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The Green Grass Gallop

The woodpecker raps out a complaint;  the suet feed is empty.  One of my bees, MY BEES, oh my!  Well, OK, it was a honeybee of unknown ownership that just joined the Monarch Butterfly on the wildflower. 
My office for this season is very different, wonderfully different.  Gone are my wall of glass and dark paneled ceiling.  The sky and clouds now serve as my ceiling and nothing separates me from nature here on my back deck. 
I have also been noticing how another part of my routine differs greatly from the winter adventures.  My ride this weekend with Hanni and Lauren was an epic example of contrast to my long winter of chilled and slippery fun.
I had not been on Duetz since our fall.  At twenty-five, Duetz is not old for a horse, particularly a horse who has never seen abuse or ill care.  Two bouts with Lyme disease, however, have begun to take its toll.  I thought it was a nervous system issue with her right front; doesn’t really matter what the diagnosis was, she had been stumbling on recent rides. 
The last time I went out with Duetz, Lauren was on her mare Blessing, and Abby rode Night for me.  It’s always such a thrill to me to see someone else on my “fast” partner, but they better like spicy mares.  We purposely chose a long dirt road trail ride so the footing wouldn’t challenge Duetz.  Though she stumbled a few times at the walk; at the trot or canter she was fine.  A half a mile from home, coming down a slight slope into a corner of the road I felt her leg give out.  The slow-motion-it happened-so-fast tape unwound in my mind.  She landed on her right side, momentarily pinning my leg.  As she scrambled back upright, I gazed at her white knees and watched as they bloomed red with blood. 
“You have no insurance so you are just fine,” was the first thing that came to mind as I stood and shook myself off.  Abby and Lauren took over.  Abby rode back to the barn to find the truck, trailer and Heather if necessary.  Once we determined Duetz could walk and I was mobile, Lauren and I called off the rescue party, and started for home on foot.  Heather and Abby caught up to us at the end of the road.  I gratefully took a ride back to the barn with Heather in the truck,  while Abby walked Duetz the rest of the way.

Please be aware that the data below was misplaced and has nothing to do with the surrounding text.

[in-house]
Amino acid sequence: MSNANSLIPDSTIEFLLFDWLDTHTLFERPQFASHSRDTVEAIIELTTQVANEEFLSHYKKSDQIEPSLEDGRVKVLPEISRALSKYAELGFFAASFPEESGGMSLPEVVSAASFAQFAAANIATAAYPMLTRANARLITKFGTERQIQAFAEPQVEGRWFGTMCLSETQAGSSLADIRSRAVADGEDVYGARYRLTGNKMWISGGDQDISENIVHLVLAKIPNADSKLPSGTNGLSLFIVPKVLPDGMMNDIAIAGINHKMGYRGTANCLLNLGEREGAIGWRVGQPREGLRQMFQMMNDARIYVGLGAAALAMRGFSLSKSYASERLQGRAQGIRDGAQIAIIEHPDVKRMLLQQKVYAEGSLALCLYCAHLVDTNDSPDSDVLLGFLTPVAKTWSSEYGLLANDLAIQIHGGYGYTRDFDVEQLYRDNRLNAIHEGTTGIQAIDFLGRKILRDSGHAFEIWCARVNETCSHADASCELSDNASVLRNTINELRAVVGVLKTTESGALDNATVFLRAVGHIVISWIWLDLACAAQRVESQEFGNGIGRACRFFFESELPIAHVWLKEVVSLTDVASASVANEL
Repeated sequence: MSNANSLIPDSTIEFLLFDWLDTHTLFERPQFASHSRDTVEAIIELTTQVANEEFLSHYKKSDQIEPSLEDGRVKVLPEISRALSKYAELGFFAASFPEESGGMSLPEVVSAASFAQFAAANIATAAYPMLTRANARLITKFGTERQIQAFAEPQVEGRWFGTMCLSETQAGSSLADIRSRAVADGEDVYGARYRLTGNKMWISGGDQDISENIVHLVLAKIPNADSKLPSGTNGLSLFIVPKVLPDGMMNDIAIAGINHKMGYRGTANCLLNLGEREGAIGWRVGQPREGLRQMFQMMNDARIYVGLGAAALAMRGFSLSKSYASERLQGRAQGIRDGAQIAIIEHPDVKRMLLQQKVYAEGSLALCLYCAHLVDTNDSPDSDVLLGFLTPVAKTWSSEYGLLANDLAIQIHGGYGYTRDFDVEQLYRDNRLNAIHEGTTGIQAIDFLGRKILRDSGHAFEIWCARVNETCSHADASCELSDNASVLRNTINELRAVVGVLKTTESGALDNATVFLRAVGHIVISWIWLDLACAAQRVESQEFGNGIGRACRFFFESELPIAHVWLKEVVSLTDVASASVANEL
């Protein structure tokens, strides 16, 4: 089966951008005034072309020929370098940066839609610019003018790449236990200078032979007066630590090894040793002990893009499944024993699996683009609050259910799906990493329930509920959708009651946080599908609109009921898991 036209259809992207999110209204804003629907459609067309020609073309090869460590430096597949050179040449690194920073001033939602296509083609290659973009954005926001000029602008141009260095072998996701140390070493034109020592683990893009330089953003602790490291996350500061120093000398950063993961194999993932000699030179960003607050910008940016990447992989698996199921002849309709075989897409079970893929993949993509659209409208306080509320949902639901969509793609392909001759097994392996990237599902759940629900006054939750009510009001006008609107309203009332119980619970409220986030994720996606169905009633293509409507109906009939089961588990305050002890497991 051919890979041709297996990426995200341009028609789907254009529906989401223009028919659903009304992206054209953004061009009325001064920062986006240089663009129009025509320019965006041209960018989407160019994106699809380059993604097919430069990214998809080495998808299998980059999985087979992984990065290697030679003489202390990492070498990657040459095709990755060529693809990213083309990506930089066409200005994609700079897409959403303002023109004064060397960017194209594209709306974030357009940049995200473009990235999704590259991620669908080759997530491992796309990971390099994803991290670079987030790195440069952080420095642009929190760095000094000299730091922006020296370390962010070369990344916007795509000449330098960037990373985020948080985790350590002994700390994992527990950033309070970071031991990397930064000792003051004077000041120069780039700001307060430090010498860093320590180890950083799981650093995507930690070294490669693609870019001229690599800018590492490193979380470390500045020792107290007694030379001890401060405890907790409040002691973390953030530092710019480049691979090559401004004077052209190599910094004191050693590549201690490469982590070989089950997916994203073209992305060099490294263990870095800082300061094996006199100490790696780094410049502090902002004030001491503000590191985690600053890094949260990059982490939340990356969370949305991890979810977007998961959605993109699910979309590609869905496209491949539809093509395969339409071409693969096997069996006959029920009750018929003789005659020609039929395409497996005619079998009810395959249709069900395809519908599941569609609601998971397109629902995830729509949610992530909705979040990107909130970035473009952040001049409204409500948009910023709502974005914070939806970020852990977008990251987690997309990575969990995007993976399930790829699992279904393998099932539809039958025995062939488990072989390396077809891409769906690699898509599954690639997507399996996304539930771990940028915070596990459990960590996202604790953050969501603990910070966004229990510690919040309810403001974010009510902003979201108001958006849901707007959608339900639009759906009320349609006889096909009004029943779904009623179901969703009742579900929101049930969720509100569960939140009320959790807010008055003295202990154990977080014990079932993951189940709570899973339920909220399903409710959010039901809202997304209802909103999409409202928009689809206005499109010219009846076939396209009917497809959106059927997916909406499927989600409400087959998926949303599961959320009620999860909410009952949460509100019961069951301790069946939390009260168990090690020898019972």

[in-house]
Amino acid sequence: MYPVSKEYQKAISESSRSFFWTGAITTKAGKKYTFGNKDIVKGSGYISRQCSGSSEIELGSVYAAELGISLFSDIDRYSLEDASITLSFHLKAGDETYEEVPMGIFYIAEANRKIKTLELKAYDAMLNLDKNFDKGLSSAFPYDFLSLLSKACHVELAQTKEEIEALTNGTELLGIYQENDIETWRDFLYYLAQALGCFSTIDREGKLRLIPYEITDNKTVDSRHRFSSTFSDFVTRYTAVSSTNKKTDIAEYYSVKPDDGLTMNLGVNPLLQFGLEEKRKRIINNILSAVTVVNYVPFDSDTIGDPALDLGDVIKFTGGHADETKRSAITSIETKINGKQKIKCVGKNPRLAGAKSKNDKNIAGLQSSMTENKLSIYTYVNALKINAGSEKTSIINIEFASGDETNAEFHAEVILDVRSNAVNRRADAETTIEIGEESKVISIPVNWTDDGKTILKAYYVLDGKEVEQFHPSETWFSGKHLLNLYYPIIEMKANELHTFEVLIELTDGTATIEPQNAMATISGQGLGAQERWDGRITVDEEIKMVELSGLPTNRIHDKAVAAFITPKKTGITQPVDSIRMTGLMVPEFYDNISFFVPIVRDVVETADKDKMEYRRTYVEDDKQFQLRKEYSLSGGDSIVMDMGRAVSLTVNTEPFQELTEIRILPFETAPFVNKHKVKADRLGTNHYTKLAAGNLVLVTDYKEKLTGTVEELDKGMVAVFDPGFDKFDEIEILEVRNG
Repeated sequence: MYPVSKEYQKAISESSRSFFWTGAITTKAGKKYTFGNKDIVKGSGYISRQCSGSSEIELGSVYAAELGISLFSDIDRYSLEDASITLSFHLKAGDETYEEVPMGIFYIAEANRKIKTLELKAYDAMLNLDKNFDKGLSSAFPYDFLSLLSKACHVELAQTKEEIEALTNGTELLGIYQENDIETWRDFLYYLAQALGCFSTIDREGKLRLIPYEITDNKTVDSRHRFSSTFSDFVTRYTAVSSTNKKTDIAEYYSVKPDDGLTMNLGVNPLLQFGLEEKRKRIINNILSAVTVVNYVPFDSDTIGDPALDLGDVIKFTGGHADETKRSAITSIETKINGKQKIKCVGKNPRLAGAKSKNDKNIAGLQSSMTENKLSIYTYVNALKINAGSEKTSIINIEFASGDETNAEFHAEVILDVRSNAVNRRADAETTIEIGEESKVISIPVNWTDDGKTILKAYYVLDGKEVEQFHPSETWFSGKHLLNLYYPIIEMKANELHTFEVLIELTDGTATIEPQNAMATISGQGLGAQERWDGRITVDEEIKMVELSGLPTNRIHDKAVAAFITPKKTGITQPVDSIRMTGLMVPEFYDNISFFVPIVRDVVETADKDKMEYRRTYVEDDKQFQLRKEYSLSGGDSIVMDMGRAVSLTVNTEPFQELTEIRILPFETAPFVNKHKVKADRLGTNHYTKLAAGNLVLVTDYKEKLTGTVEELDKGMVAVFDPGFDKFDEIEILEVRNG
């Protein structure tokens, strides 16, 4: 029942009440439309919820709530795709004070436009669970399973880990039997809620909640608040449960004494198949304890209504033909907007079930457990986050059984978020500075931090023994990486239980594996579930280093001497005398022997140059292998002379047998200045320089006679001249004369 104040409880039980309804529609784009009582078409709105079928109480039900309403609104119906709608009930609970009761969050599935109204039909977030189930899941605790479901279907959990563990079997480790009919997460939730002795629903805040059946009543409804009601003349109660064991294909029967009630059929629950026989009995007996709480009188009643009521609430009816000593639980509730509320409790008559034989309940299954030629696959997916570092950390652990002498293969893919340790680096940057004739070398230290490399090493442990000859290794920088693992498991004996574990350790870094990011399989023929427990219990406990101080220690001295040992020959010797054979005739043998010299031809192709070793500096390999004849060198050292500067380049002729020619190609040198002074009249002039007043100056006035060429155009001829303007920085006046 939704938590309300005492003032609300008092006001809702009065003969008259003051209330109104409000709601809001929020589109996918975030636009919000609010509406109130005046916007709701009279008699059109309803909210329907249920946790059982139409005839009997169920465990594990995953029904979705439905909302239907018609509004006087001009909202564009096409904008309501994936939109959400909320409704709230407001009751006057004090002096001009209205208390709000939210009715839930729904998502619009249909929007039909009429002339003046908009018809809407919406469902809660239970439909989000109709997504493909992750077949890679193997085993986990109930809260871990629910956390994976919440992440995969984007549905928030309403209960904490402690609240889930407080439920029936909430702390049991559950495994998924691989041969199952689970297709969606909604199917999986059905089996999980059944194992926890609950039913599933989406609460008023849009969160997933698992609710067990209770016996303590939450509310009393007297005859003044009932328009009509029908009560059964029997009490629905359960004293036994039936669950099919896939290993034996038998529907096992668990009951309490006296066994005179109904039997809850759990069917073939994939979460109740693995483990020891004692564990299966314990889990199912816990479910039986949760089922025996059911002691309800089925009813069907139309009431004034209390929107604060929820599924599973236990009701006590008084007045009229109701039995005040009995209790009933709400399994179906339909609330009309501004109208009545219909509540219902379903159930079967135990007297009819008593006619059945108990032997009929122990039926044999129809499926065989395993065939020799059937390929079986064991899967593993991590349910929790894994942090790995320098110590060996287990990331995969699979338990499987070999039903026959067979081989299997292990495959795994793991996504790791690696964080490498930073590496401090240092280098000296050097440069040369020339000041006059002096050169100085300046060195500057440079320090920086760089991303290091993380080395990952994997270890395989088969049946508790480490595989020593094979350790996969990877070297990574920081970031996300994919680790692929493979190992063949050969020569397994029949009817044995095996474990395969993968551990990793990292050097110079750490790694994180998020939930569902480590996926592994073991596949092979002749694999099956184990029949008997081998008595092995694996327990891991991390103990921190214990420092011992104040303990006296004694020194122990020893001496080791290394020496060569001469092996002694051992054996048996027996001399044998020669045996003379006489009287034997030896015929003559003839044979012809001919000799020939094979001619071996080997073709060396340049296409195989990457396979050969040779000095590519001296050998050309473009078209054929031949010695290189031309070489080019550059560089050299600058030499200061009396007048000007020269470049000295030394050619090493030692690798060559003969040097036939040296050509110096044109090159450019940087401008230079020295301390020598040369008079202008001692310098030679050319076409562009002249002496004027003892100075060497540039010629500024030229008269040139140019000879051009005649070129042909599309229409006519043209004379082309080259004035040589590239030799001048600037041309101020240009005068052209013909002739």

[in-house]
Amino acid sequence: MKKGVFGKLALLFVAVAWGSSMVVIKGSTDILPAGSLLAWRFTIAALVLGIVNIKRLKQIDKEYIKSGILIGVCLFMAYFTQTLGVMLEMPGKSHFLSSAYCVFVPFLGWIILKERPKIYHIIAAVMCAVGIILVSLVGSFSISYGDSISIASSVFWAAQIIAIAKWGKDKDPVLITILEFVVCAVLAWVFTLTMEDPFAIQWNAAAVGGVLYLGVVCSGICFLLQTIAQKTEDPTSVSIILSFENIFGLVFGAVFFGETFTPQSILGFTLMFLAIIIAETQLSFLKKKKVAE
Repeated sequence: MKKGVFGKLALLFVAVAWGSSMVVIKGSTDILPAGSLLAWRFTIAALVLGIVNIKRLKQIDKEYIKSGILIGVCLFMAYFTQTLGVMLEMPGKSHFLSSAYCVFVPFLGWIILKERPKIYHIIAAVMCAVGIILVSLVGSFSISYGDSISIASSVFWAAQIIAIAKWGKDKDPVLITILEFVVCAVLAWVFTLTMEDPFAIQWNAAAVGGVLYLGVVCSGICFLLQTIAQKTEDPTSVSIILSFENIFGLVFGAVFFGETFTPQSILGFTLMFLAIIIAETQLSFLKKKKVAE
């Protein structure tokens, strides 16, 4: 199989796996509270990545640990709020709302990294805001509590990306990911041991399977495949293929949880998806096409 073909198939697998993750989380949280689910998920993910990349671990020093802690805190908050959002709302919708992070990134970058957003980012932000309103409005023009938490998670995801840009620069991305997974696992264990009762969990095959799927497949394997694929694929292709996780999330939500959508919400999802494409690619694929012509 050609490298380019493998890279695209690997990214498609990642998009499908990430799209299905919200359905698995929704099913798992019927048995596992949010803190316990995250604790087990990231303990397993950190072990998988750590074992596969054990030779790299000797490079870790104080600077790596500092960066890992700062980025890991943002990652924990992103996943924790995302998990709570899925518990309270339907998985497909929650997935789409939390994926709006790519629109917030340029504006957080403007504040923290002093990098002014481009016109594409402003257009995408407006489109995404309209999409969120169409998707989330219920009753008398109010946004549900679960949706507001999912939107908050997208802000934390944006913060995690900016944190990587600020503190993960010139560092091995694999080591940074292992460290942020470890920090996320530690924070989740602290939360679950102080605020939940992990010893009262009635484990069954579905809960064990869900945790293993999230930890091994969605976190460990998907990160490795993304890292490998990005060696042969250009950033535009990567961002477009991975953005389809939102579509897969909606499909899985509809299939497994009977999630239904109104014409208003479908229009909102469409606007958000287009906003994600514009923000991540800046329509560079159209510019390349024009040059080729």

More than any physical pain of falling, I was afraid this meant the end of riding Ms. Duetz.  I knew I had to get her back out again.  Perhaps a rougher trail would keep her mind engaged and focused on where she was putting her feet.  So, when Hanni agreed to be “staff photographer” bareback on Night, Lauren and I tacked up Blessing and Duetz.   

Duetz and I tacking up

It’s not that we weren’t having fun, but most of these smiles are because of Hanni, turned completely backwards-shooting photos, as Night happily marched along as lead pony. 

The Mountain Laurel is in bloom.  
The ferns are so lush, entire trails are hidden.  Because of all the rain, there are some streams to cross but for the most part the footing was just challengingly rocky.  The views from the shoulder of the mountain have always been some of my favorite.  In winter you can see  Wachusett Mountain Ski Area in Massachusetts clearly.  This wet spring, however has meant the land cleared two years ago is now thriving with new growth.
We cantered up a hill, forded a stream, and crossed over to the western end of the trails.  

Nighty needed a “green grass gallop” by then, having been the model pack pony while Hanni shot photos backward the whole way.  I took the camera and did my best to catch them as they flew by.

Note; Nighty had a mouth full of snack the whole time!
Duetz never took a misstep.  We got our confidence back!

7 comments on “The Green Grass Gallop

  1. Ok what is the thing over her ears and across her forehead?


  2. Hi Chris, it is a crochet fly-bonnet. They all wear them this time of year to keep the flies from buzzing their ears and eyes.Unlike the mesh ones they wear in the field, these do not cover their eyes and nose. Flies go for the water in the horses eyes. The mesh ones provide more protection when they are "heads down" grazing. Without some sort of protection, the horse spend a lot of time shaking their heads to rid them of the flies in their ears as you ride. Very distracting.


  3. So the movement of the little tassles keeps the flies away?


  4. I'm glad Duetz and you were not injured in the fall and that you went right back out. I hope retirement is a long way off for Duetz.


  5. Laura, I am hoping you will come back out again. Even if Duetz is unpredictable, we can always find you a horse to ride!


  6. I hope to!!!! Maybe we can try to plan for a day between July 16 & 26 Let me know.


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